Premieres on PBS American Masters
June 4th 2021 @ 9pm Eastern
Please check your local listings
“Ballerina Boys” is a portrait of an artistic institution that has brought to the world some of its most beautiful ballerinas. They are the men of Les Ballets Trockadero de Monte Carlo, a company of dancers who challenge the traditions of ballet art. This is a beautiful and funny lm, yet it asks viewers to face issues of gender, inclusion, and social justice.
For forty- ve years “The Trocks” have, in their fanatic adoration of classical ballet, overturned many of its strictures: that ballerinas are women, that ballet is highly serious, that it’s an endeavor for white people, and that it is meant only for high-brow audiences. And while the Trocks have messed with the rules, the one rule they have preserved is that ballet must be di cult. What they do just as well as female ballerinas is dance on pointe – an astonishing feat for their male bodies. These dancers – who mix mastery of many ballet styles with physical comedy and acute satire – are changing the world one pirouette at a time.
“Ballerina Boys” travels with the Trocks on a bus tour to the Carolinas, the epicenter of efforts to walk back LGBTQ rights. On that trip, the dancers reveal how, by way of wrenching personal histories, they found their serendipitous pathways to the Company. The film interweaves this tour, the backstories of three main characters, and the survival story of the Company itself.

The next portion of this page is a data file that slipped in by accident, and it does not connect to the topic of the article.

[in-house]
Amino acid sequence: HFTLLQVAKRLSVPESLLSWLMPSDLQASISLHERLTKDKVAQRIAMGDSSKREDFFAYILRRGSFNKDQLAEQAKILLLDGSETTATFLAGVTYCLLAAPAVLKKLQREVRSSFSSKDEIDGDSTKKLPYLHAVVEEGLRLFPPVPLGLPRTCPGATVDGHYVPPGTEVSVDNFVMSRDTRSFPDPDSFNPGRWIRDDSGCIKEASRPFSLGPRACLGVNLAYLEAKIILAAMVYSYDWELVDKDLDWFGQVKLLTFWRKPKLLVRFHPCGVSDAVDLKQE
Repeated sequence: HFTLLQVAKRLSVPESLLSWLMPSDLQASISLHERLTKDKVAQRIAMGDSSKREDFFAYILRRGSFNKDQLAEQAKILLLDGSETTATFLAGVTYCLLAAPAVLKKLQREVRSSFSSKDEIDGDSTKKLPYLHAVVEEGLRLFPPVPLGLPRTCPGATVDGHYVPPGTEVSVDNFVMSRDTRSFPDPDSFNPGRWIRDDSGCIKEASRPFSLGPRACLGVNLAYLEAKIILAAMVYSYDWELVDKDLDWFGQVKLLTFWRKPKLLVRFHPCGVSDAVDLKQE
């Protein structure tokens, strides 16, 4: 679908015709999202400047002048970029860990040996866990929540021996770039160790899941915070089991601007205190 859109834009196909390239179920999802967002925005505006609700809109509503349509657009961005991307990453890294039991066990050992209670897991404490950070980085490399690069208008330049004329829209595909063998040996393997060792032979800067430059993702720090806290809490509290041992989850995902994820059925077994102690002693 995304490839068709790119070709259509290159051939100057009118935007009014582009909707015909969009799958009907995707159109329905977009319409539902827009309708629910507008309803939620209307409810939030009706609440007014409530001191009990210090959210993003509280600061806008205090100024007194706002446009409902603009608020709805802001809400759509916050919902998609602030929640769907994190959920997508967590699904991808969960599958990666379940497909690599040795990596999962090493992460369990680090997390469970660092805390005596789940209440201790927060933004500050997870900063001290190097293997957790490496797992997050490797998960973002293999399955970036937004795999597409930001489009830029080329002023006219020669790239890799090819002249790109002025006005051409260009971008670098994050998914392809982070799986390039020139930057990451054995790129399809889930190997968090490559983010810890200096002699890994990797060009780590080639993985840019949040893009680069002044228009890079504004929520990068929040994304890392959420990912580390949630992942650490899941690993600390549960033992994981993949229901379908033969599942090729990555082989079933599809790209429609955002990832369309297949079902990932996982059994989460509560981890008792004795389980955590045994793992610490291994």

Inspired by the spontaneous kicklines that materialized during the Stonewall Riots in 1969, the Company was fueled by a spirit of defiance and creative exuberance unleashed by the blossoming gay rights movement. They named themselves Les Ballets Trockadero de Monte Carlo, an homage to Les Ballets Russes de Monte Carlo, a company that toured the country in the ‘50’s, introducing Americans in the heartland to classical Russian ballet. (As a matter of fact, an intrinsic aspect of the Trocks’ comedy is giving each dancer a preposterous fake-Russian stage name.) Their first performances took place in a run-down meeting hall on a plywood stage. Not content to be consigned to the fringe of the dance world, within a year they set out to tour the country. At a time when a man wearing women’s clothes violated the law in many states, the Trocks were forced to ask the question: where can we be safe?
Much to their amazement, their blend of expert technique and joyful “homage” caught on. By 1980, they were touring not only the country but the world. Then, like a tsunami, came AIDS. The 90’s were full of unimaginable heartbreak – as more than half the dancers died. But the company pushed forward, energized by grief and the conviction that male ballerinas had something important to o er the world. This was the moment when the Company should not have survived. But survive it did.
While many dance companies folded over the next 25 years, the Trocks continued touring and growing as an institution. Dancers mastered dozens of ballets, performing 150 shows a year. The days of grungy lofts are long gone; the Trocks now grace grand opera houses around the world.
The film’s half-century historical arc culminates with the Trocks’ gala performance at Central Park’s Stonewall 50th Anniversary Concert, where they danced “Stars and Stripes Forever.” Their version of George Balanchine’s 1958 military ballet features John Philip Sousa marches and—of course—a kickline. New York City cheered as fifteen drag queens in red, white, and blue tutus flaunted their stunning technique and exulted in a moment of unabashed patriotism. The world will love these heroes who do actually wear tights.